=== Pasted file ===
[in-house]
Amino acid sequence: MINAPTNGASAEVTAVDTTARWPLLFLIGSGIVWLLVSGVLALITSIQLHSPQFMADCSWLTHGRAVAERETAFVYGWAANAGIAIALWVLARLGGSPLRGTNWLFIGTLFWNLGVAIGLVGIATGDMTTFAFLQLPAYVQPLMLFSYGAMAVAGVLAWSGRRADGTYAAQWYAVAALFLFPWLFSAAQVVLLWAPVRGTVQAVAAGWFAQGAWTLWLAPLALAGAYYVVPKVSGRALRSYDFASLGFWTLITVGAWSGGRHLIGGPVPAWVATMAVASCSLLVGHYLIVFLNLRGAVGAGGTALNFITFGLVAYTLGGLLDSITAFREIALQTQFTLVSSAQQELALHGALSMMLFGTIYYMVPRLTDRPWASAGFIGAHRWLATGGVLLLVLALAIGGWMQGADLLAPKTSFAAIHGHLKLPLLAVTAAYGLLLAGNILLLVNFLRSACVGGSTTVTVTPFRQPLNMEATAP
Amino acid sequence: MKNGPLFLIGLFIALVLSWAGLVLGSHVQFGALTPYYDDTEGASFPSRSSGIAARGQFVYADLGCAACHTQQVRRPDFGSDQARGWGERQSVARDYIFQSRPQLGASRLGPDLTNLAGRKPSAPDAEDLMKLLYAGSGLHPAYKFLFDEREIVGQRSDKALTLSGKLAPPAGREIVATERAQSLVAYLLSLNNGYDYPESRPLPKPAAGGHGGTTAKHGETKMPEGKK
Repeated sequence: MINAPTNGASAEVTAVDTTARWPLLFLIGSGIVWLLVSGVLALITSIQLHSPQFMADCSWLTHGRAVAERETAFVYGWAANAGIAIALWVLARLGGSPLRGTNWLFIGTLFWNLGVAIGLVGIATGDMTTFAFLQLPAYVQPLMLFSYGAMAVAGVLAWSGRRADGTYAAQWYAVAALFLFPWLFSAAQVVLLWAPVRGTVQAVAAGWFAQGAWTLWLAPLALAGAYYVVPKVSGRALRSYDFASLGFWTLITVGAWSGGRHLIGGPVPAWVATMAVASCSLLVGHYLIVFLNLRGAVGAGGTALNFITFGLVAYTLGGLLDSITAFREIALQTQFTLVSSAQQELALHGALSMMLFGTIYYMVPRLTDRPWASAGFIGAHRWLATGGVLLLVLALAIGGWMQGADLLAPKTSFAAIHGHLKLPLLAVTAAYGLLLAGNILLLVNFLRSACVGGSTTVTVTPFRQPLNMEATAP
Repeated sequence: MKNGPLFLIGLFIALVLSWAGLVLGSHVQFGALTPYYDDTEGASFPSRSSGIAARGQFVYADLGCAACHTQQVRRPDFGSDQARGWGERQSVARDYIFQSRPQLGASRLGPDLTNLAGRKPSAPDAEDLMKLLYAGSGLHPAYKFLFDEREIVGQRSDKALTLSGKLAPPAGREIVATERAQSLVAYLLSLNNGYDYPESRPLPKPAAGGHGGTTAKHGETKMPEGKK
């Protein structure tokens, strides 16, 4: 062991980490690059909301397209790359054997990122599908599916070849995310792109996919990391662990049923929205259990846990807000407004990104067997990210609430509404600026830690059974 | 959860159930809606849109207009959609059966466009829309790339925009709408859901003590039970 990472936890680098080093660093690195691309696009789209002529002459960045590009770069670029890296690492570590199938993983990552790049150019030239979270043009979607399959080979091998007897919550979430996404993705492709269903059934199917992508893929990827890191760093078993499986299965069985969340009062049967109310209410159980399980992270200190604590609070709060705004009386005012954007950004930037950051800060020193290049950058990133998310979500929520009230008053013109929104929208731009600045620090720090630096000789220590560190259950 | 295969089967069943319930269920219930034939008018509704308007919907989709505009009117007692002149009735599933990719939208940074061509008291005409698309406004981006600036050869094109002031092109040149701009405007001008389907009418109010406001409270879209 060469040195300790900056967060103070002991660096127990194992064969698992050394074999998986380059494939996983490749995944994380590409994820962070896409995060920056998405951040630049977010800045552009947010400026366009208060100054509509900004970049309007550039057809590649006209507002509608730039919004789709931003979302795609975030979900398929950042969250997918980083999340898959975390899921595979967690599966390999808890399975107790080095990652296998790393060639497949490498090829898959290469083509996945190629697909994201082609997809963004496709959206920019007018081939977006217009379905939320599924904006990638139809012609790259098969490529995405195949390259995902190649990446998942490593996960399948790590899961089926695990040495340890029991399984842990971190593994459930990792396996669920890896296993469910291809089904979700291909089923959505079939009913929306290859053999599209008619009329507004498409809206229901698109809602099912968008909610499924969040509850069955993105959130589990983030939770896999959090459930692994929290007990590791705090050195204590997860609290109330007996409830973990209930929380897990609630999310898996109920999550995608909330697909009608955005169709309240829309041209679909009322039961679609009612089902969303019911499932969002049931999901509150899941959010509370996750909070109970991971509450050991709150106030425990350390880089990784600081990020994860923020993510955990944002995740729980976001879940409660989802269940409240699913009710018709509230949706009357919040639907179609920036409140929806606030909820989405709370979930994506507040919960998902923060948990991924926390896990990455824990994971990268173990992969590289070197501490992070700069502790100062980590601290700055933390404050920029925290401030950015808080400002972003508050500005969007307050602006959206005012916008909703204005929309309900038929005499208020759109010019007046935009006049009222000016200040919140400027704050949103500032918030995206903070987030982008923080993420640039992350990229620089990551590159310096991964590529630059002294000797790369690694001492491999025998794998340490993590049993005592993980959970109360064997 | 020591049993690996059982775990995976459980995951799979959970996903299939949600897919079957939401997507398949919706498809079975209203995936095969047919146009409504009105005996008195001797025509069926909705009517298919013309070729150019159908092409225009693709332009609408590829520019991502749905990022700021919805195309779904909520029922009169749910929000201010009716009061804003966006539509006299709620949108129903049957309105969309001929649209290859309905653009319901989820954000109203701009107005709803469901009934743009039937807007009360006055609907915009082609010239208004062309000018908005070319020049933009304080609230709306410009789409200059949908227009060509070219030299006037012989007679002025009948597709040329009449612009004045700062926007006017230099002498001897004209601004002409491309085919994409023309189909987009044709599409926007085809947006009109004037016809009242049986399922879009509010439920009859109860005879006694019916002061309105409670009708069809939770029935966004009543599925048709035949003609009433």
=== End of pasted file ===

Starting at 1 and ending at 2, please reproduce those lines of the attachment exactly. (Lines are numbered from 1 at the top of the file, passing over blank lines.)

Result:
[in-house]
Amino acid sequence: MINAPTNGASAEVTAVDTTARWPLLFLIGSGIVWLLVSGVLALITSIQLHSPQFMADCSWLTHGRAVAERETAFVYGWAANAGIAIALWVLARLGGSPLRGTNWLFIGTLFWNLGVAIGLVGIATGDMTTFAFLQLPAYVQPLMLFSYGAMAVAGVLAWSGRRADGTYAAQWYAVAALFLFPWLFSAAQVVLLWAPVRGTVQAVAAGWFAQGAWTLWLAPLALAGAYYVVPKVSGRALRSYDFASLGFWTLITVGAWSGGRHLIGGPVPAWVATMAVASCSLLVGHYLIVFLNLRGAVGAGGTALNFITFGLVAYTLGGLLDSITAFREIALQTQFTLVSSAQQELALHGALSMMLFGTIYYMVPRLTDRPWASAGFIGAHRWLATGGVLLLVLALAIGGWMQGADLLAPKTSFAAIHGHLKLPLLAVTAAYGLLLAGNILLLVNFLRSACVGGSTTVTVTPFRQPLNMEATAP